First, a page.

Huawei makes its first move into the Malaysian Web 3 private market with the announcement of its cloud-native enterprise services, intended as a regional investment into Malaysia’s digital infrastructure. The move comes pre-planned as previously announced in the release of its ASEAN digital growth thought paper earlier in October, where Huawei eyes Malaysia as its ASEAN digital hub.
Supported by the Malaysian Digital Economy Corporation (MDEC) & HK based EDNS domains, they bring together cloud enterprise solutions to support ecosystem development. This also marks Huawei as the chosen partner for Malaysia’s own super node and a key player in Malaysia’s data sovereignty. One of the key persons leading the charge from Huawei is Chee Siong Lim, vice president of Huawei Cloud.
In his presentation, he highlighted that global Web3 business centers have been gradually shifting from the global north towards economies in Asia Pacific, Middle East & Latin America. Part reason is due to the concentration of tech talent and cost of tech labor in this part of the world. However, the market is still nascent and Huawei are interested in educating the market, Lim told Blockhead in our inverview.
“At this stage we need more Web3 players in the market to collaborate and brainstorm a way forward as we already have government support with MDEC. The ultimate goal for everyone here is to promote Web3 because it supports both the economy and digital economy. We are already seeing traction in Singapore, Hong Kong & Thailand in this space, and with Malaysia, we have to catch up to realise the vision of turning it into ASEAN’s digital hub.” said Lim.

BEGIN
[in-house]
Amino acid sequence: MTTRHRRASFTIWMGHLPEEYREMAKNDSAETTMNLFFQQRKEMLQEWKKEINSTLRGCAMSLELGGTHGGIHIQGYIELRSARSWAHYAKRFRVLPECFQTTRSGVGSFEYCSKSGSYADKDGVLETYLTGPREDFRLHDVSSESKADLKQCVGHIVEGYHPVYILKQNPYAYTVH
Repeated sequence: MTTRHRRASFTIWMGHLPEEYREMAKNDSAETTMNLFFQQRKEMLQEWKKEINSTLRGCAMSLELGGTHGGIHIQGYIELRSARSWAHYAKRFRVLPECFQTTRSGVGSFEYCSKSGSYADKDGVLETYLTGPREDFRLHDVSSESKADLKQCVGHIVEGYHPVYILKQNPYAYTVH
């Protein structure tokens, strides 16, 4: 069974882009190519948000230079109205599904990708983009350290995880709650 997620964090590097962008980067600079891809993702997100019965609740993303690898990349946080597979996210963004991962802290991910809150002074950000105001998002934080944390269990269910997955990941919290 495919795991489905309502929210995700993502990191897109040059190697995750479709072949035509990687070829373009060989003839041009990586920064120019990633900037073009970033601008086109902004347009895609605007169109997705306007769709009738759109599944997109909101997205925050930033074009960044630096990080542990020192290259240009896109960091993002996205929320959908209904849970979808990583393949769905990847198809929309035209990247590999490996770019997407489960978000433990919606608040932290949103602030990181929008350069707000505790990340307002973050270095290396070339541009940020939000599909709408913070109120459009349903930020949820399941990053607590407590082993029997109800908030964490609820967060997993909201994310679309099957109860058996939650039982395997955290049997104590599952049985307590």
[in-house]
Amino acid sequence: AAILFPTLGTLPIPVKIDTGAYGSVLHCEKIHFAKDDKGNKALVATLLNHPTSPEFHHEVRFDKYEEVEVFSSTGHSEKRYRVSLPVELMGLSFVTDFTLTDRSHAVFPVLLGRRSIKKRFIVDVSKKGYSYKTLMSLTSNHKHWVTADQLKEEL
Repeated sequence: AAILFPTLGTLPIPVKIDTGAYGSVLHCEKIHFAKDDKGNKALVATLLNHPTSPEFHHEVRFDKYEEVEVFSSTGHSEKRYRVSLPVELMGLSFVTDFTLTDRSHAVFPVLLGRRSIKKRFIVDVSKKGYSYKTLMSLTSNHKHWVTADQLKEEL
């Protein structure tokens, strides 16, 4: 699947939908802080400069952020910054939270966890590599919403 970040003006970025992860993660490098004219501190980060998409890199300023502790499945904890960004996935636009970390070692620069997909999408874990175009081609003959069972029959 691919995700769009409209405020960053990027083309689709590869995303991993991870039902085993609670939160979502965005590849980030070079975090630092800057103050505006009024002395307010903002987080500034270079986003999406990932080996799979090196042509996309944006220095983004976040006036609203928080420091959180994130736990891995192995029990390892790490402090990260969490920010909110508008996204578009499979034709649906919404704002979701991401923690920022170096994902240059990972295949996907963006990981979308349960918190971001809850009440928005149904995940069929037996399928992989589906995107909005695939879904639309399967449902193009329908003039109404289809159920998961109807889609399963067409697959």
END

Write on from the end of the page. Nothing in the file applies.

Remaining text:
He also says that the investment thesis into Malaysia is to drive the digital economy in the long run. Huawei intends to accomplish this by providing ICT infrastructure, bringing in foreign tech & business partners from China, supporting talent development programs & continuously having activation events for the community.
When asked about the RCEP and business strategy against other Chinese competitors such as Tencent, Lim is not worried about Huawei’s position. “We think the RCEP encourages fair competition. Our customer-centric approach understands the customers needs and that will make them choose us. We spend at least 50% of our revenue into R&D to make sure we get the solution right for our customers at affordable prices”.
MDEC Head of Domestic Investments, Danesh Jothipahasam, later told us that the collaboration with Huawei is to accelerate the agenda and growth for the nationwide digital economy through Malaysia Digital. He presented that the data infrastructure supported by Huawei will allow further improvements towards the ecosystem and put Malaysia in a leveraging position to support ASEAN’s digital development.
As the government facilitator, his presentation was not shy of promising multiple grants available to support the countries’ ASEAN vision. The full list of grants is expected to be released in February 2023 and will stimulate the ecosystem, from areas of talent development, product development and technology development.